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New Orleans has a spring in its step.

I was happy to find, over Memorial Day weekend in New Orleans for a friend’s wedding, that the city appears to be doing better. Much better.

As much was conveyed to me by our taxi driver, a sweet older woman in a brightly colored muumuu who hummed to the jazz music on the radio between our exchanges. I told her I had first traveled there for business in spring, 2008 and returned later that summer. Almost three years had passed since Hurricane Katrina, but the city felt like something terrible had just happened.

No one was walking around in the Business District or Garden District, and what few drunken convention attendees and bachelor parties there were to be found in the French Quarter made the place feel all the more depressing. I stayed at a boutique hotel, a huge studio loft, and a W, all for around $100 a night, which was indicative of a weak local economy. A work contact drove me around what had once been the Ninth Ward but was then mostly cracked cement stairs leading to rotting houses or nothing at all. She showed me Habitat For Humanity’s first completed housing area, dubbed Musicians’ Village, and it was small. Philanthropic attention had long since moved elsewhere.

I started to tear up as we passed the convention center in the taxi cab, and the driver and I had a moment. But as we pulled further into the city, I noticed something was different. There were people everywhere.

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Om curry with dill from LAcha Somtum in Thai Town.

I attended a highly educational and also highly entertaining Zocalo Public Square lecture about food fads on Monday, with journalist David Sax of The Tastemakers: Why We’re Crazy for Cupcakes but Fed Up with Fondue, and it got me thinking about foods that could easily become trendy. My fellow home-cook brother and I exchanged a few emails about it, and here’s my list.

Gochujang
My brother and I are both a little obsessed. Miso, MSG, and fish sauce have all had their moments in the food media spotlight as ways to add flavor, umami, and saltiness to food, so, we wondered, why not one of the most ubiquitous of Korean condiments? Among foodies, it’s not for lack of trying. Gochujang — also known as hot pepper paste or red chili paste or some combination thereof — is a thick, sticky paste of red chilis, sweet rice, fermented soybeans, and salt. It’s been in (near constant) use in Korea for about 500 years, since trade routes opened up in the far east, and it is traditionally fermented in the sun. To me, it’s equal parts sweet, salty, and spicy, felt in that order. Some ascribe a fermented stink to it, but I don’t get it. It’s no kimchee. Read the rest of this entry »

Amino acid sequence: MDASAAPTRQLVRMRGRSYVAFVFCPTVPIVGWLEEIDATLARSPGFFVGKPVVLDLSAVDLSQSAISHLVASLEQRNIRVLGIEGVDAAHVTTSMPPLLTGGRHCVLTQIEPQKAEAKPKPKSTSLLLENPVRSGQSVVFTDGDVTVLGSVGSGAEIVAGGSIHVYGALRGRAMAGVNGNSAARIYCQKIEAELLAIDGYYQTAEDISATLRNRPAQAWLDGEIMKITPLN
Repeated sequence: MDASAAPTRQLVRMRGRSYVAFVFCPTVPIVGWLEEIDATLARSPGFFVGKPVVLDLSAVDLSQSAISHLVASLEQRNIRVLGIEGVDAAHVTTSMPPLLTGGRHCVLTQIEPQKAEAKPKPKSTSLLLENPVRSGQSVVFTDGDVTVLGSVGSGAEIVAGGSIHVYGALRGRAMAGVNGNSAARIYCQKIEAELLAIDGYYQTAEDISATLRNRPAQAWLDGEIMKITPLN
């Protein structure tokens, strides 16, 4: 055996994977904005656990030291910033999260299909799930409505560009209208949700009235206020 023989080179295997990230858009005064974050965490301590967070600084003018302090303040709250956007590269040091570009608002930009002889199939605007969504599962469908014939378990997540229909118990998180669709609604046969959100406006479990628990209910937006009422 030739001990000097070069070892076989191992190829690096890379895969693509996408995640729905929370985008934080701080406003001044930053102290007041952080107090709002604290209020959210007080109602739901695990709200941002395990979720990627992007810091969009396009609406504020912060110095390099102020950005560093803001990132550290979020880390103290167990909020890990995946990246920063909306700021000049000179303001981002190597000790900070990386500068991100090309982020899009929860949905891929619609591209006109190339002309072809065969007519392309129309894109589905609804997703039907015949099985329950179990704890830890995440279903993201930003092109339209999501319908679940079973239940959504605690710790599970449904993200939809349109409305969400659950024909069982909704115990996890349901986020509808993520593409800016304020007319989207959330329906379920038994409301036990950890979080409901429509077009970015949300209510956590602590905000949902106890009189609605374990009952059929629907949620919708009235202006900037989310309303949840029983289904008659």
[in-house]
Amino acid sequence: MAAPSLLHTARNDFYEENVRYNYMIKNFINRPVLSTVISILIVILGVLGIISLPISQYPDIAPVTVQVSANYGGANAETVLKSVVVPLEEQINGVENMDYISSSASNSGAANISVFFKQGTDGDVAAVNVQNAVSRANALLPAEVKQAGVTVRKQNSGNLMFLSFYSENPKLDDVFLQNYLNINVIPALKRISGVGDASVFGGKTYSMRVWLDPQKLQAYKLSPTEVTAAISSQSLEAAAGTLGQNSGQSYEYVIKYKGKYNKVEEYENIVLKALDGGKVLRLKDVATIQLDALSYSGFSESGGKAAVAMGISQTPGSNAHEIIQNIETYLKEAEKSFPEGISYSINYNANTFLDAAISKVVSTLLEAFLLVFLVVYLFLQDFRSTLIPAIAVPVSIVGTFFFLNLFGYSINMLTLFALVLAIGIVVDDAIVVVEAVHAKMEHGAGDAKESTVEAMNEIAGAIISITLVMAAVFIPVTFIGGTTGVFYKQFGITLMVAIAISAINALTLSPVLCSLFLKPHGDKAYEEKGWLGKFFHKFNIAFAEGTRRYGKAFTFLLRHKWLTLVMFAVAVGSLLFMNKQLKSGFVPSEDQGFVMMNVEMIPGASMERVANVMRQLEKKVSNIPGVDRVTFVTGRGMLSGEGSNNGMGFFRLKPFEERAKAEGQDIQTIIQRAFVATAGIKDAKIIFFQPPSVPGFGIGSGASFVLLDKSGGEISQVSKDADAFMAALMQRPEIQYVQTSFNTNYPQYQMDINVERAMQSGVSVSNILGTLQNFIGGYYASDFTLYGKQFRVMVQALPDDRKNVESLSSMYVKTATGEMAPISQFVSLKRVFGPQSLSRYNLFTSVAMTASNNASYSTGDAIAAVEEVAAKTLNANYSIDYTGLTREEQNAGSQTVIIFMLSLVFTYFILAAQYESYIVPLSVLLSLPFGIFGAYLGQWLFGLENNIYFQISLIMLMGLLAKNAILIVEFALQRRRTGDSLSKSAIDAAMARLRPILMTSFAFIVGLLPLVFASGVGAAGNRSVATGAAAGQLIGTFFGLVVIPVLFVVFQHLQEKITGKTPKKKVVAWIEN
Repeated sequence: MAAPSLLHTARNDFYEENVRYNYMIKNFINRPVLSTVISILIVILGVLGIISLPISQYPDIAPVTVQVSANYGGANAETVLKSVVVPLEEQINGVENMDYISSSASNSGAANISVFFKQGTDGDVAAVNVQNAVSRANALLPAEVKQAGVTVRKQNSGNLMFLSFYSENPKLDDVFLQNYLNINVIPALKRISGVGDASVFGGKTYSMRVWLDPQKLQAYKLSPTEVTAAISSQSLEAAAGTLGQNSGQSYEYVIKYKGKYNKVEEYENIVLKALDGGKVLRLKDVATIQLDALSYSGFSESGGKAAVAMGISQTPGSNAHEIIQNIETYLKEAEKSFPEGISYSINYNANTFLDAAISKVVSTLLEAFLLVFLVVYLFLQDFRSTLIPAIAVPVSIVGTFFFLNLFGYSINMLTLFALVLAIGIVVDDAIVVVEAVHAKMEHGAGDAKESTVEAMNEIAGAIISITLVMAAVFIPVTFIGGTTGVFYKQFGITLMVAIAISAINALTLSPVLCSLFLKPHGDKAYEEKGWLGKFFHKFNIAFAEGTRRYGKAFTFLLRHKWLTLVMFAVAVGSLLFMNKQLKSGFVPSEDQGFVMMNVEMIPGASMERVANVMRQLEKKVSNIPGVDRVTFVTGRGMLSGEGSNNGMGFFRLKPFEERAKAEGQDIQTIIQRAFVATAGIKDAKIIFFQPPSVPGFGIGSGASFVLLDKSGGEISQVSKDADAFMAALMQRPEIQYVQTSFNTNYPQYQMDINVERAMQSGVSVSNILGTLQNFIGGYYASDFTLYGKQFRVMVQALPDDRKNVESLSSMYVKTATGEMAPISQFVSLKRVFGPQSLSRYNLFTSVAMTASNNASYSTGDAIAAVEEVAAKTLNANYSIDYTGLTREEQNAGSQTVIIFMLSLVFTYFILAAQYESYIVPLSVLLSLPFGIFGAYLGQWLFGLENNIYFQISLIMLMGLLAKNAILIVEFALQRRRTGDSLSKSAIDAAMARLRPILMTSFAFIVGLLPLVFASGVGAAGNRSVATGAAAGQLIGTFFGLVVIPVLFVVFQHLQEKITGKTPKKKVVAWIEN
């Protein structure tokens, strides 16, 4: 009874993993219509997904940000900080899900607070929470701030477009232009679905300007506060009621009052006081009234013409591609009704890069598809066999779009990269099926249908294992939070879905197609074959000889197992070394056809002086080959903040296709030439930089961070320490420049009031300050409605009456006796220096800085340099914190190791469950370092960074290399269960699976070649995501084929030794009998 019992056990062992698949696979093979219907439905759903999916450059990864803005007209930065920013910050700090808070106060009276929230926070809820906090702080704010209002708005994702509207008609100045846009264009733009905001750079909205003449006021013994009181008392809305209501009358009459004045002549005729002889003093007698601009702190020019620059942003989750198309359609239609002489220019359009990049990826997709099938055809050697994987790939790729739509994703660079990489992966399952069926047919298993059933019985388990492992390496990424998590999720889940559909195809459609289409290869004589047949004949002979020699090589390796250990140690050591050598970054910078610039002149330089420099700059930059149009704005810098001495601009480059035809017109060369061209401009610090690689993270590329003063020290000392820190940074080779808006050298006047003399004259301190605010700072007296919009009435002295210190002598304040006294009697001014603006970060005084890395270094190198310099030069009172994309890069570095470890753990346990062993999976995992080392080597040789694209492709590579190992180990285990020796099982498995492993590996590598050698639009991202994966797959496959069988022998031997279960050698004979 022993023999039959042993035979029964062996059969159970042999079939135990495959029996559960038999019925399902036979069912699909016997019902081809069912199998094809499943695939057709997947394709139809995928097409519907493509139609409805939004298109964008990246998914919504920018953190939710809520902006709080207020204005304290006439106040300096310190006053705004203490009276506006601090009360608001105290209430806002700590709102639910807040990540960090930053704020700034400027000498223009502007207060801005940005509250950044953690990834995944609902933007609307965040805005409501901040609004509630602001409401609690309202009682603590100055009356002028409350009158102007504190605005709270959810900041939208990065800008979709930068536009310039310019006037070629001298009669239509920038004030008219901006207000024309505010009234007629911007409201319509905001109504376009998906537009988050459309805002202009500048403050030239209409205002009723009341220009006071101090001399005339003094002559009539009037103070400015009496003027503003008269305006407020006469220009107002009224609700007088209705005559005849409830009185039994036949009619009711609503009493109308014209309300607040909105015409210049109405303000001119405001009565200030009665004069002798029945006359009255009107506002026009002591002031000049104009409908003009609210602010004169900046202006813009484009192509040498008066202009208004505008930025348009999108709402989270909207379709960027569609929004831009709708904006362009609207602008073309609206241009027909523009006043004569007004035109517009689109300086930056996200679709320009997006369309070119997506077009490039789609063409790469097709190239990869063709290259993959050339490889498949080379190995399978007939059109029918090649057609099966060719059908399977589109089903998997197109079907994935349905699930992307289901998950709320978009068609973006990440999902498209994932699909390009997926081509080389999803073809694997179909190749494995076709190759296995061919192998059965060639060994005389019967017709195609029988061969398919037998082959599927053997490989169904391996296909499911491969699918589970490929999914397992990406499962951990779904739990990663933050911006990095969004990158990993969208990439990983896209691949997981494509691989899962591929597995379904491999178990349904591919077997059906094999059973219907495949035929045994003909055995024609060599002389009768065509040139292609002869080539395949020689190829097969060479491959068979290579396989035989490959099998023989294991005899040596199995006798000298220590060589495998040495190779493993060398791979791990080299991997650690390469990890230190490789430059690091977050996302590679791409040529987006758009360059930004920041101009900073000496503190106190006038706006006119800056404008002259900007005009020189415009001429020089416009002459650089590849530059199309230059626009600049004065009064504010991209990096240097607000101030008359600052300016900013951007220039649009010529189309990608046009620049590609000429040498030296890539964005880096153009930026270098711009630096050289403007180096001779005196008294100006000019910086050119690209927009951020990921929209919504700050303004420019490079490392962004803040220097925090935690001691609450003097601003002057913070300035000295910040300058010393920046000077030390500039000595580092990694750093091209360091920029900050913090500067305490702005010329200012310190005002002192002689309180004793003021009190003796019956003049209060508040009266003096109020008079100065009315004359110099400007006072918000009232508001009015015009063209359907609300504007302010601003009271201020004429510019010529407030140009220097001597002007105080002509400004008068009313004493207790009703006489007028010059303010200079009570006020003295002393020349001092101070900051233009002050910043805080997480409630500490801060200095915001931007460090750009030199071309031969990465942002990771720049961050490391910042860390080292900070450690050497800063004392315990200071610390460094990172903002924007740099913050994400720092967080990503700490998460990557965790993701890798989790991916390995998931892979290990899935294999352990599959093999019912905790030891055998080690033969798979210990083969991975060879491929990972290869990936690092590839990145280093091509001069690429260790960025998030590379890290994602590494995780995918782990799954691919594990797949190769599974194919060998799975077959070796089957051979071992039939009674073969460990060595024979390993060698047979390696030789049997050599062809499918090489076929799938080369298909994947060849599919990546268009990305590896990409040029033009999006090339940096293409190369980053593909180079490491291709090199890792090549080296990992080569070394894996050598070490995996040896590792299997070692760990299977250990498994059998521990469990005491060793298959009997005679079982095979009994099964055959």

That’s a lie. I’m listing 11, all completely deserving, but 10 just sounds flashier. In no particular order (except the prettiest photo is going at the top)…

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Beef Tongue Schnitzel.

The Beef Tongue Schitzel, $12.00
Bäco Mercat, 408 S Main Street, 90013

Okay. It’s actually a very close call between the tongue schitzel bäco with pickles, harissa, and smoky aioli, and the toron bäco with oxtail, a cheddar hashbrown, and horseradish yogurt sauce. Maybe, in my mind, my dream bäco is breaded and fried beef tongue with a cheddar hashbrown and creamy horseradish sauce. Either way, I’m just happy I live in a world (and especially a city) where chef Josef Centeno has invented these puffy flatbread wraps with forceful meat cuts and innovative sauces and unexpected spices, with the most pleasing textures. He makes a mean mole enchilada at Bar Amá, too.

Turkey Reuben and Waffle Fries, $9.95
Home Los Feliz, 1760 Hillhurst Ave, 90027

Also known as a Georgia Reuben, Home’s turkey reuben comes with Read the rest of this entry »

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Not just any beach day.

My mom has been bringing home an interesting flower bud or two from her morning walks each day and placing them in water in a shallow palm-sized dish shaped and painted like a flower, provided by the condo. Neither plumeria nor hibiscis nor something yellow and pretty has survived until morning. The petals turn brown or the whole flower drinks up so much water it shrinks into a wet little ball. The flowers, the cats, the locals–no one wants to be indoors in Hawaii.

Today, we are going to the beach with the paved road, north of the “lava road” beach and farther from the airport. It’s also part of Kekaha Kai State Park, with its many little bays with difficult-to-pronounce names, and we hope this bay makes for a good beach. But we worry a little–if you don’t almost destroy your rental car getting to the beach, how great can it be?

It could be the best beach in Hawaii.  Read the rest of this entry »

You sweet thing you.

My sweet tooth is just not as assertive about her needs and wishes as she used to be. But when my mom’s outgoing and energetic sweet tooth comes to New York, the two of them get together and paint the town red velvet. Together, our sweet teeth have hit a lot of bakeries, and lately, my sweet tooth — hoping to have a good story for the next phone catch-up — has been checking out bakeries by herself. Here’s what we girls have to say. These might be in some kind of order… I would never admit to it, though.


Sweet Revenge’s Crimson & Cream cupcake, photo courtesy of the amazing tasters at CupcakeRatings.com

Sweet Revenge
62 Carmine Street between Bedford and Downing, West Village, NYC
www.sweetrevengenyc.com

The sweet: We LOVE Sweet Revenge’s Crimson & Cream cupcake, a raspberry red velvet. Bits of berry make it through the blender, right to the batter. Read the rest of this entry »

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